Comment: This could be the most famous sport psychology quote of all time. Why? Because it’s one of the best from one of the best.
“People say to me all the time, ‘You have no fear.’ I tell them, ‘No, that’s not true. I’m scared all the time. You have to have fear in order to have courage. I’m a courageous person because I’m a scared person.”
Comment: We have this idea that athletes are superhuman – they don’t feel nerves or fear, and never doubt their ability. This just isn’t the case – the top athletes in the world feel all the same things we feel before an important moment, but through years of experience have just become really good at performing with all of those unhelpful thoughts and feelings present.
“Champions aren’t made in gyms. Champions are made from something they have deep inside of them; a desire, a dream, a vision.”
Comment: Not sure ‘the greatest’ meant to infer the following but anyway. Far too many of the sporting pathways overemphasise physical and technical. There is far too little on mental, tactical and personal.
Even More Quotes From Athletes …
“It’s fun to be in a race with Ledecki. We love racing each other. We don’t get to do it often”.
Comment: Despite the pressure, hype and expectation, the main emotions Titmus felt in racing the legendary American swimmer Katie Ledecki at the 2021 Olympics in epic battles in the 200, 400 and 800-metre freestyle finals, were joy and excitement for the opportunity to do so.
“Dreams are free. Goals have a cost. While you can daydream for free, goals don’t come without a price. Time, Effort, Sacrifice, and Sweat. How will you pay for your goals?“
Comment: This great quote gives us a possible sneak peek into why UB was one of the greatest of all time. He worked very hard in practice. He then relaxed (or tried to at least) on race day allowing that Time, Effort, Sacrifice, and Sweat to just bubble to the surface.
“I can only control my performance. If I do my best, then I can feel good at the end of the day”
Comment: One of the greatest Olympians of all time on the importance of focusing on your own performance and effort. At Condor Performance, we believe in the importance of focusing on process over outcome. A sentiment echoed by Michael Phelps.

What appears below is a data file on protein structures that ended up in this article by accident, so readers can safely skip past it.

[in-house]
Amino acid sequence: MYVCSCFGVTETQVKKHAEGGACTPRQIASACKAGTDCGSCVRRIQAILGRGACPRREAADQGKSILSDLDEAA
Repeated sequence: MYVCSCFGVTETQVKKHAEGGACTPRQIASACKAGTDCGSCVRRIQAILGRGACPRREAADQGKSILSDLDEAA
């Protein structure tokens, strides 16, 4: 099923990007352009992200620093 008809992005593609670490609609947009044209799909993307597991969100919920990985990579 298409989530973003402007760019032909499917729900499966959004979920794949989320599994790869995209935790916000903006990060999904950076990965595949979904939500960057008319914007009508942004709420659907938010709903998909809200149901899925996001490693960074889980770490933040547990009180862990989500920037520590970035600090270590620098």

“I think that everything is possible as long as you put your mind to it and you put the work and time into it. I think your mind really controls everything.”
Comment: Michael Phelps on understanding the mind and how we can train it to help ourselves perform better. Phelps has always given significant credit to his mental conditioning as an overall factor for his success in competitive swimming.
“I was forced to learn a lot about psychology as a player, and as a captain to get the best out of others. There’s still a lot of scepticism about it in sport and the workplace, but dealing with fluctuations of form, and pressure, and being away from home is more important than your cover drive.”
Comment: This quote is not one that we had not come across before researching for this blog. Coming from one of the great thinkers of English cricket. It accurately explains that technical abilities (such as hitting a cover drive) don’t mean much without the mental side. Our coaching model Metuf explains this via the use of an analogy of an aeroplane.
“Preparation is everything and focus is the key. It’s easy to say you gave it your all out on the pitch. But the point is if you’d prepared you’d have had more to give and you’ve played better”.
Comment: This is such a great point from the Manchester United legend. What it sounds like he’s saying is there is only so much you can do on match day. Performers who take shortcuts in training hoping to “bring it” on match day are likely to be found wanting.
Comment: This quote was originally linked with Samuel Goldwyn but later popularised by Gary Player. What he/they are saying is actually 100% accurate. If luck is the random stuff in sports we have no influence over then we can reduce the role this plays in terms of results by ensuring high-quality effort. You can read more on the psychology of luck in sports here.
“I got more bruises, grass-burns and cuts in practice than in match play.”
Comment: There is an argument that the whole concept of talent is a bit of a myth. Essentially, when people refer to the talent they are basically meaning genetics. In other words one of the few factors of performance that we have no influence on at all.
The Michael Jordan Section:
“I’ve missed more than 9000 shots in my career. I’ve lost almost 300 games. 26 times, I’ve been trusted to take the game-winning shot and missed. I’ve failed over and over and over again in my life. And that is why I succeed.”
Comment: This is arguably one of the best sport psychology quotes of all time. It helps us to understand that performances at all levels and all types are full of errors. Knowing that processes (effort) and outcomes (results such as winning) are separate is key here. And as performers knowing we have a lot more influence over the former also helps.